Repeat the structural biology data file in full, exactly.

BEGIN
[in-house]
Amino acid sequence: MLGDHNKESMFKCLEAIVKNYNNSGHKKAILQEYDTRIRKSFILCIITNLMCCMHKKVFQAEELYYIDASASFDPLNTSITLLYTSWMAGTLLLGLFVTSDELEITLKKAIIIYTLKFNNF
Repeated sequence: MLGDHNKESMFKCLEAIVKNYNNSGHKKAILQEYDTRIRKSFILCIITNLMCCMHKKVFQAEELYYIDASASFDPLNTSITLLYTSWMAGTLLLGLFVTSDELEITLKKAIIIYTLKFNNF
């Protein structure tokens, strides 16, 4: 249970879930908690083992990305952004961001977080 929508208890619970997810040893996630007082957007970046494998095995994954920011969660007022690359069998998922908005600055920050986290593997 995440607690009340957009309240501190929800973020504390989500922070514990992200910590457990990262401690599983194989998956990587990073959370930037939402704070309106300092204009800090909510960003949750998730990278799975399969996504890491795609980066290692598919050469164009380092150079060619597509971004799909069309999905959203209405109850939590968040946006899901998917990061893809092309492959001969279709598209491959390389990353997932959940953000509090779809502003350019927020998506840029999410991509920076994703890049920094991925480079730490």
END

[in-house]
Amino acid sequence: MLGDHNKESMFKCLEAIVKNYNNSGHKKAILQEYDTRIRKSFILCIITNLMCCMHKKVFQAEELYYIDASASFDPLNTSITLLYTSWMAGTLLLGLFVTSDELEITLKKAIIIYTLKFNNF
Repeated sequence: MLGDHNKESMFKCLEAIVKNYNNSGHKKAILQEYDTRIRKSFILCIITNLMCCMHKKVFQAEELYYIDASASFDPLNTSITLLYTSWMAGTLLLGLFVTSDELEITLKKAIIIYTLKFNNF
């Protein structure tokens, strides 16, 4: 249970879930908690083992990305952004961001977080 929508208890619970997810040893996630007082957007970046494998095995994954920011969660007022690359069998998922908005600055920050986290593997 995440607690009340957009309240501190929800973020504390989500922070514990992200910590457990990262401690599983194989998956990587990073959370930037939402704070309106300092204009800090909510960003949750998730990278799975399969996504890491795609980066290692598919050469164009380092150079060619597509971004799909069309999905959203209405109850939590968040946006899901998917990061893809092309492959001969279709598209491959390389990353997932959940953000509090779809502003350019927020998506840029999410991509920076994703890049920094991925480079730490």